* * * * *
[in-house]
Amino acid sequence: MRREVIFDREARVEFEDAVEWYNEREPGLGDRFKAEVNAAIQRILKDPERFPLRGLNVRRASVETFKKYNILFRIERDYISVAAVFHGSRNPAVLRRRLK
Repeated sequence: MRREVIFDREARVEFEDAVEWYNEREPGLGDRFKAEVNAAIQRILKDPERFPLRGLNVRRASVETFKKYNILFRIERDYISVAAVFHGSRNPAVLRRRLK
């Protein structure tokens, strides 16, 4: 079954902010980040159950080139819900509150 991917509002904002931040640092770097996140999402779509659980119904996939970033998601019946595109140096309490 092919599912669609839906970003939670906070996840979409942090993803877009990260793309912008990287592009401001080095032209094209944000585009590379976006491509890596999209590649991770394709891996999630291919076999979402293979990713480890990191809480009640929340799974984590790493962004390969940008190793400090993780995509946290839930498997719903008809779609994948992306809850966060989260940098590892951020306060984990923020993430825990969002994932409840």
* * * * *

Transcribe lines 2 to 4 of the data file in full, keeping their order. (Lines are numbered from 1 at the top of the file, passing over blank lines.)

Amino acid sequence: MRREVIFDREARVEFEDAVEWYNEREPGLGDRFKAEVNAAIQRILKDPERFPLRGLNVRRASVETFKKYNILFRIERDYISVAAVFHGSRNPAVLRRRLK
Repeated sequence: MRREVIFDREARVEFEDAVEWYNEREPGLGDRFKAEVNAAIQRILKDPERFPLRGLNVRRASVETFKKYNILFRIERDYISVAAVFHGSRNPAVLRRRLK
């Protein structure tokens, strides 16, 4: 079954902010980040159950080139819900509150 991917509002904002931040640092770097996140999402779509659980119904996939970033998601019946595109140096309490 092919599912669609839906970003939670906070996840979409942090993803877009990260793309912008990287592009401001080095032209094209944000585009590379976006491509890596999209590649991770394709891996999630291919076999979402293979990713480890990191809480009640929340799974984590790493962004390969940008190793400090993780995509946290839930498997719903008809779609994948992306809850966060989260940098590892951020306060984990923020993430825990969002994932409840």